Eyes on 2024: New Hampshire primary set in stone

The New Hampshire primary is officially set for Jan. 23, Secretary of State David Scanlan announced on Wednesday. The announcement also means the state is officially bucking the Democratic National Committee’s efforts to move the state back in the primary calendar. 

The move was not a surprise — state law stipulates that the primary must be held at least one week before other states’ primaries. And the GOP-controlled state government was not inclined to change state law to comply with the DNC’s new calendar. 

As a result, Biden’s name will not appear on the primary ballot and the state could lose delegates at the national convention. 

But Biden’s supporters are organizing a campaign to write in Biden’s name on the primary ballot, NBC’s Mike Memoli, Nnamdi Egwuonwu and Emma Barnett report from the Granite State. The effort is in part to test organizing ahead of the 2024 election. Even though New Hampshire has broken for Democrats in the last few general-election presidential contests, the race can still be close. And the state is hosting a competitive gubernatorial race next year.  

“This is really about making sure that we have the foundation built so that in November we can carry New Hampshire and get those four electoral votes,” Jim Demers, one of the leaders of the write-in campaign, told NBC News. “A really good, strong showing by the president is critical.”

In other campaign news … 

GOP rhetoric: Republican presidential hopefuls have increasingly deployed violent rhetoric in their campaigns, NBC’s Jonathan Allen, Matt Dixon, Allan Smith and Natasha Korecki report. 

Biden vs. Trump: President Joe Biden Biden sharply criticized Trump’s recent comments describing his political opponents as “vermin” that he would “root out.” Biden said at a Tuesday night fundraiser that Trump’s language “echoes language you heard in Nazi Germany in the ‘30s.”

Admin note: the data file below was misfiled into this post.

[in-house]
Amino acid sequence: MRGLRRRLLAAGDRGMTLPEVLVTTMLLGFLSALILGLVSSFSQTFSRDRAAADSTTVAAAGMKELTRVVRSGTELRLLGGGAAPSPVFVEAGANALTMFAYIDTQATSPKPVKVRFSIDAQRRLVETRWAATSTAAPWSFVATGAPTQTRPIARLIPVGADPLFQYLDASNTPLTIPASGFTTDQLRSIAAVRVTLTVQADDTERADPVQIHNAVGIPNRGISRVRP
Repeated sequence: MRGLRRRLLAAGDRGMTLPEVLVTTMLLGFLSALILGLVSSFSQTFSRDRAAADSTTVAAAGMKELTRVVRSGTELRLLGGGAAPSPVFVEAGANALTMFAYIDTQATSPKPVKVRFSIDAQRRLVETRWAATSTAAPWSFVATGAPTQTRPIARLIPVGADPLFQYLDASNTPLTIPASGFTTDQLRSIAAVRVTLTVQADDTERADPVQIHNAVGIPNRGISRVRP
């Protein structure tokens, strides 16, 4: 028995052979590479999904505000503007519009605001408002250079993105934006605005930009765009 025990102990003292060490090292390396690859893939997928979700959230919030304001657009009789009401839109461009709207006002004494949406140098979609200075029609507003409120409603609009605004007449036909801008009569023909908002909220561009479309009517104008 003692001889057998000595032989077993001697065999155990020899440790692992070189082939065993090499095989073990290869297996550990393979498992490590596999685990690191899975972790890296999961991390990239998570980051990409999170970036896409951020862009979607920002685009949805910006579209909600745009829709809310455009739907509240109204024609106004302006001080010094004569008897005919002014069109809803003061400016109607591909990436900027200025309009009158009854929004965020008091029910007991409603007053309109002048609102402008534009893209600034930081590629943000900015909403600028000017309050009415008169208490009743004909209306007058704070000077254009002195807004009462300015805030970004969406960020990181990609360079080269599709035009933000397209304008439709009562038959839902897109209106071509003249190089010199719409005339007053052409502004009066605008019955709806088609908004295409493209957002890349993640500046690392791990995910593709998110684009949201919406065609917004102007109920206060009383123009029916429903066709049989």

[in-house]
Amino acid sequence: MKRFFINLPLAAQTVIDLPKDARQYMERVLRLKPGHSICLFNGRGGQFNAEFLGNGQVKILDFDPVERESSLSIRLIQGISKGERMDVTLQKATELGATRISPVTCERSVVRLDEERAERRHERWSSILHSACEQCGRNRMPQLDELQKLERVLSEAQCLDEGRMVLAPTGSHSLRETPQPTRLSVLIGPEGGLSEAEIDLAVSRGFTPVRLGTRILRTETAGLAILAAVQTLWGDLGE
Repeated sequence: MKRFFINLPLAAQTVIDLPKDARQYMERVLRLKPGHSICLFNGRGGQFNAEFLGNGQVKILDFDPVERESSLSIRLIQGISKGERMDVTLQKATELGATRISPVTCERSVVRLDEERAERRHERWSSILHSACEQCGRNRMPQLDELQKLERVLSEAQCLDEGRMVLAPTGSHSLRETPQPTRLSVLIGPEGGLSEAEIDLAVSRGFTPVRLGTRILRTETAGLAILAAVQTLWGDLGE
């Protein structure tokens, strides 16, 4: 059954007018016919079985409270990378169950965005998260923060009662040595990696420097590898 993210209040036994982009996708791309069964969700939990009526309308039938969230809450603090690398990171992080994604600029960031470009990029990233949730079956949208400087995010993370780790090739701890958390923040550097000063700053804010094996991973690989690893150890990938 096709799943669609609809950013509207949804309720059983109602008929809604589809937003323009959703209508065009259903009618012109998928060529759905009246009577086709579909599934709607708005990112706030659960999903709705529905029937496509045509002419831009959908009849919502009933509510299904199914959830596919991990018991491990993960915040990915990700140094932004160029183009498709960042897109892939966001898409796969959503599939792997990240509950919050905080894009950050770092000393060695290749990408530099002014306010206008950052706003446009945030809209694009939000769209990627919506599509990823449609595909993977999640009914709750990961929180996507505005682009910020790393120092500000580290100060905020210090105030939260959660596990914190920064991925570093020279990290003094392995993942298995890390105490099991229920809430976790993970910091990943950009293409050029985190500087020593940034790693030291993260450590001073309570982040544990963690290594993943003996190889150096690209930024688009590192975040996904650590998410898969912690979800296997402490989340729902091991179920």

Ramaswamy vs. RNC: NBC’s Katherine Koretski explores entrepreneur Vivek Ramaswamy’s recent clashes with Republican National Committee Chairwoman Ronna McDaniel. And Politico reports that “party insiders” expect McDaniel to outlast recent calls for her to step down following another disappointing election for Republicans last week.

Staying in: Former Arkansas Gov. Asa Hutchinson had said he would re-evaluate his struggling presidential campaign around Thanksgiving, but he told NBC’s Jillian Frankel that he is not planning to drop out. Citing the Israel-Hamas war, Hutchinson said, “There’s a greater need for me to be in this race for president now than even 30 days ago.”

Staffing up: Illinois Gov. J.B. Pritzker’s nonprofit is building up its staff amid speculation that Pritzker could run for president in the future, per NBC’s Natasha Korecki.

She’s running: New Jersey first lady Tammy Murphy announced a primary campaign against embattled Sen. Bob Menendez, D-N.J., on Wednesday. Politico reports that Murphy drew almost immediate criticism from Menendez and Rep. Andy Kim, D-N.J., who announced his primary challenge earlier this year.

A peek under the hood: The 1630 Fund, a left-leaning group, spent $196 million in dark money last year backing Democrats and state ballot measures on abortion rights, according to a new tax filing, NBC News’ Scott Bland reports.

Asking for defensive help: Progressive Democrats who have condemned Israel are asking Democratic Majority Leader Hakeem Jeffries and Democratic Congressional Campaign Committee Chair Rep. Susan DelBene, D-Wash., to do more to protect them from primary challenges by pro-Israel Democrats, Politico reports.

Bridget Bowman

Bridget Bowman is a deputy editor for NBC’s Political Unit.

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